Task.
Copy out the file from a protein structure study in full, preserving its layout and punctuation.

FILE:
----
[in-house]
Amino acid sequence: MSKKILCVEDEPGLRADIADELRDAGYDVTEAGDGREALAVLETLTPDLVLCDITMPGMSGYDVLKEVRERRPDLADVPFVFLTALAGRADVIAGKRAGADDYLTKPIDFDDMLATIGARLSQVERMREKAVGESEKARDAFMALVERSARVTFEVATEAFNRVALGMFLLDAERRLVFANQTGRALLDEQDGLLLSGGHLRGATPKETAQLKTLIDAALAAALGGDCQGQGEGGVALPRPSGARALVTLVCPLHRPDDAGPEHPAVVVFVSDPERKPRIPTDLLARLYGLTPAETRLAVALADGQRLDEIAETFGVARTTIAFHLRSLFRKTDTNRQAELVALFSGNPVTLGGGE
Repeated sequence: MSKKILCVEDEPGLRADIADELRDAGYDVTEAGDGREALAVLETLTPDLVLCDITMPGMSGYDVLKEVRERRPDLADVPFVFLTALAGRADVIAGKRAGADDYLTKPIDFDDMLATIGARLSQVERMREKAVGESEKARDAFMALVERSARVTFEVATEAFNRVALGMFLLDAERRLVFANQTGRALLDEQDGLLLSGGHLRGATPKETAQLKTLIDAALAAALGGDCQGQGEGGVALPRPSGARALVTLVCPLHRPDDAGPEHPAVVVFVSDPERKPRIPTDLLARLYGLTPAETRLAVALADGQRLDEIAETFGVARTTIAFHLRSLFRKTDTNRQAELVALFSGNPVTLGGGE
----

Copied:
[in-house]
Amino acid sequence: MSKKILCVEDEPGLRADIADELRDAGYDVTEAGDGREALAVLETLTPDLVLCDITMPGMSGYDVLKEVRERRPDLADVPFVFLTALAGRADVIAGKRAGADDYLTKPIDFDDMLATIGARLSQVERMREKAVGESEKARDAFMALVERSARVTFEVATEAFNRVALGMFLLDAERRLVFANQTGRALLDEQDGLLLSGGHLRGATPKETAQLKTLIDAALAAALGGDCQGQGEGGVALPRPSGARALVTLVCPLHRPDDAGPEHPAVVVFVSDPERKPRIPTDLLARLYGLTPAETRLAVALADGQRLDEIAETFGVARTTIAFHLRSLFRKTDTNRQAELVALFSGNPVTLGGGE
Repeated sequence: MSKKILCVEDEPGLRADIADELRDAGYDVTEAGDGREALAVLETLTPDLVLCDITMPGMSGYDVLKEVRERRPDLADVPFVFLTALAGRADVIAGKRAGADDYLTKPIDFDDMLATIGARLSQVERMREKAVGESEKARDAFMALVERSARVTFEVATEAFNRVALGMFLLDAERRLVFANQTGRALLDEQDGLLLSGGHLRGATPKETAQLKTLIDAALAAALGGDCQGQGEGGVALPRPSGARALVTLVCPLHRPDDAGPEHPAVVVFVSDPERKPRIPTDLLARLYGLTPAETRLAVALADGQRLDEIAETFGVARTTIAFHLRSLFRKTDTNRQAELVALFSGNPVTLGGGE